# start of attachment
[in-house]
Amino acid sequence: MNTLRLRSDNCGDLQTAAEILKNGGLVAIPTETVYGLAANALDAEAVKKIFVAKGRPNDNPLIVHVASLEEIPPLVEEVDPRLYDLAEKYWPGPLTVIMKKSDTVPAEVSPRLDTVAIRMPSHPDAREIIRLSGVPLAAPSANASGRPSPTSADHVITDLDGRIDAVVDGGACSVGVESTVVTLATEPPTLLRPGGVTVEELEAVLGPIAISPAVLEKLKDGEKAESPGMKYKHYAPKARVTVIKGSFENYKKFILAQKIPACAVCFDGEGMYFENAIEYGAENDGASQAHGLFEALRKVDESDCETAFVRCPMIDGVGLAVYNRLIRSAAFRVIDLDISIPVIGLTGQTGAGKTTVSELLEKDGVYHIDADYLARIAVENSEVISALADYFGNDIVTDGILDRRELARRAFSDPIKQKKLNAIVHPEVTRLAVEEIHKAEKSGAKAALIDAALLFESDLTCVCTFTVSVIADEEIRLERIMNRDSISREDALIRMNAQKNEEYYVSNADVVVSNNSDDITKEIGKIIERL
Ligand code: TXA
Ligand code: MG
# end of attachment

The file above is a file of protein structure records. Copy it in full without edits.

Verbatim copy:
[in-house]
Amino acid sequence: MNTLRLRSDNCGDLQTAAEILKNGGLVAIPTETVYGLAANALDAEAVKKIFVAKGRPNDNPLIVHVASLEEIPPLVEEVDPRLYDLAEKYWPGPLTVIMKKSDTVPAEVSPRLDTVAIRMPSHPDAREIIRLSGVPLAAPSANASGRPSPTSADHVITDLDGRIDAVVDGGACSVGVESTVVTLATEPPTLLRPGGVTVEELEAVLGPIAISPAVLEKLKDGEKAESPGMKYKHYAPKARVTVIKGSFENYKKFILAQKIPACAVCFDGEGMYFENAIEYGAENDGASQAHGLFEALRKVDESDCETAFVRCPMIDGVGLAVYNRLIRSAAFRVIDLDISIPVIGLTGQTGAGKTTVSELLEKDGVYHIDADYLARIAVENSEVISALADYFGNDIVTDGILDRRELARRAFSDPIKQKKLNAIVHPEVTRLAVEEIHKAEKSGAKAALIDAALLFESDLTCVCTFTVSVIADEEIRLERIMNRDSISREDALIRMNAQKNEEYYVSNADVVVSNNSDDITKEIGKIIERL
Ligand code: TXA
Ligand code: MG